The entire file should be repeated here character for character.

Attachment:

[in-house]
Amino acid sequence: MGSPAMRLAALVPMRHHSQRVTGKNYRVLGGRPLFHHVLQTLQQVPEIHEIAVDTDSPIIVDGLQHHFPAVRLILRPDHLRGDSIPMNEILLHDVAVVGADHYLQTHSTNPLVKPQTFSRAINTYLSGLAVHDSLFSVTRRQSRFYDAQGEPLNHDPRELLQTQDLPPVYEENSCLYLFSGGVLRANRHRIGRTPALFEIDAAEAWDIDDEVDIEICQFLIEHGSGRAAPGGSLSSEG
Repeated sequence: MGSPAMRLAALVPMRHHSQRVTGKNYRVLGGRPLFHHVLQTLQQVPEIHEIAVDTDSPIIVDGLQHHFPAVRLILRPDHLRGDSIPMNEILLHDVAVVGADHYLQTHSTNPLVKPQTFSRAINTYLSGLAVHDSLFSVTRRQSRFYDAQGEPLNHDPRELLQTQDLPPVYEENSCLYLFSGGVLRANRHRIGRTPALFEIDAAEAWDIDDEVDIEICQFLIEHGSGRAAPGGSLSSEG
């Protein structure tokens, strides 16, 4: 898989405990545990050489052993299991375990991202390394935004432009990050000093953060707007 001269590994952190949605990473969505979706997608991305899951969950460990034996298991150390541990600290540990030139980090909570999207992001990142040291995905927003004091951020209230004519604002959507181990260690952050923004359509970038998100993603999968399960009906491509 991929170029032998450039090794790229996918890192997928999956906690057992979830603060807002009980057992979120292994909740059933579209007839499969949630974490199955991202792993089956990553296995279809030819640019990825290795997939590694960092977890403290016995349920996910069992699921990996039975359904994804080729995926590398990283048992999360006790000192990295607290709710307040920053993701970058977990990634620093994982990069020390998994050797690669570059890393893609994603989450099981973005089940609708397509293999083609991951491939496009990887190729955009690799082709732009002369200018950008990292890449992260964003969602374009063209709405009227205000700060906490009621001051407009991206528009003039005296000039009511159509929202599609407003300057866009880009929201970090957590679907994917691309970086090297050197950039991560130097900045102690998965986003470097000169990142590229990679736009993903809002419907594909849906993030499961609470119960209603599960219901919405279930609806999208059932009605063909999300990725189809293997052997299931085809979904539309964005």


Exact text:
[in-house]
Amino acid sequence: MGSPAMRLAALVPMRHHSQRVTGKNYRVLGGRPLFHHVLQTLQQVPEIHEIAVDTDSPIIVDGLQHHFPAVRLILRPDHLRGDSIPMNEILLHDVAVVGADHYLQTHSTNPLVKPQTFSRAINTYLSGLAVHDSLFSVTRRQSRFYDAQGEPLNHDPRELLQTQDLPPVYEENSCLYLFSGGVLRANRHRIGRTPALFEIDAAEAWDIDDEVDIEICQFLIEHGSGRAAPGGSLSSEG
Repeated sequence: MGSPAMRLAALVPMRHHSQRVTGKNYRVLGGRPLFHHVLQTLQQVPEIHEIAVDTDSPIIVDGLQHHFPAVRLILRPDHLRGDSIPMNEILLHDVAVVGADHYLQTHSTNPLVKPQTFSRAINTYLSGLAVHDSLFSVTRRQSRFYDAQGEPLNHDPRELLQTQDLPPVYEENSCLYLFSGGVLRANRHRIGRTPALFEIDAAEAWDIDDEVDIEICQFLIEHGSGRAAPGGSLSSEG
């Protein structure tokens, strides 16, 4: 898989405990545990050489052993299991375990991202390394935004432009990050000093953060707007 001269590994952190949605990473969505979706997608991305899951969950460990034996298991150390541990600290540990030139980090909570999207992001990142040291995905927003004091951020209230004519604002959507181990260690952050923004359509970038998100993603999968399960009906491509 991929170029032998450039090794790229996918890192997928999956906690057992979830603060807002009980057992979120292994909740059933579209007839499969949630974490199955991202792993089956990553296995279809030819640019990825290795997939590694960092977890403290016995349920996910069992699921990996039975359904994804080729995926590398990283048992999360006790000192990295607290709710307040920053993701970058977990990634620093994982990069020390998994050797690669570059890393893609994603989450099981973005089940609708397509293999083609991951491939496009990887190729955009690799082709732009002369200018950008990292890449992260964003969602374009063209709405009227205000700060906490009621001051407009991206528009003039005296000039009511159509929202599609407003300057866009880009929201970090957590679907994917691309970086090297050197950039991560130097900045102690998965986003470097000169990142590229990679736009993903809002419907594909849906993030499961609470119960209603599960219901919405279930609806999208059932009605063909999300990725189809293997052997299931085809979904539309964005």